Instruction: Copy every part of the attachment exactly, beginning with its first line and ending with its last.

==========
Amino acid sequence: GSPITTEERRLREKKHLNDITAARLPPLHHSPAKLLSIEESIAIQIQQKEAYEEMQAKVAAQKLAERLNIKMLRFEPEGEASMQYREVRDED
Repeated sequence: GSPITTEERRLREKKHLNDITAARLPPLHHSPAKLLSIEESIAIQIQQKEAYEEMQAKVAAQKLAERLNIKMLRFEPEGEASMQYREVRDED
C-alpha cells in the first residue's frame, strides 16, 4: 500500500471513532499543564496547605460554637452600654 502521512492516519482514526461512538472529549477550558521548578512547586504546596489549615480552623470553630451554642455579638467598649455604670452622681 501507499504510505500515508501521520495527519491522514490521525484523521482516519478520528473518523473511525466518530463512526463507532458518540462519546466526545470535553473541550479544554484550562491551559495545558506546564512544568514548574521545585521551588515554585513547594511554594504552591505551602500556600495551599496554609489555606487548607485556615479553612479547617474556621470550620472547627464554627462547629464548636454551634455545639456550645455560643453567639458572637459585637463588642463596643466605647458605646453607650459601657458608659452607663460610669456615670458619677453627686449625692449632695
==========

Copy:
Amino acid sequence: GSPITTEERRLREKKHLNDITAARLPPLHHSPAKLLSIEESIAIQIQQKEAYEEMQAKVAAQKLAERLNIKMLRFEPEGEASMQYREVRDED
Repeated sequence: GSPITTEERRLREKKHLNDITAARLPPLHHSPAKLLSIEESIAIQIQQKEAYEEMQAKVAAQKLAERLNIKMLRFEPEGEASMQYREVRDED
C-alpha cells in the first residue's frame, strides 16, 4: 500500500471513532499543564496547605460554637452600654 502521512492516519482514526461512538472529549477550558521548578512547586504546596489549615480552623470553630451554642455579638467598649455604670452622681 501507499504510505500515508501521520495527519491522514490521525484523521482516519478520528473518523473511525466518530463512526463507532458518540462519546466526545470535553473541550479544554484550562491551559495545558506546564512544568514548574521545585521551588515554585513547594511554594504552591505551602500556600495551599496554609489555606487548607485556615479553612479547617474556621470550620472547627464554627462547629464548636454551634455545639456550645455560643453567639458572637459585637463588642463596643466605647458605646453607650459601657458608659452607663460610669456615670458619677453627686449625692449632695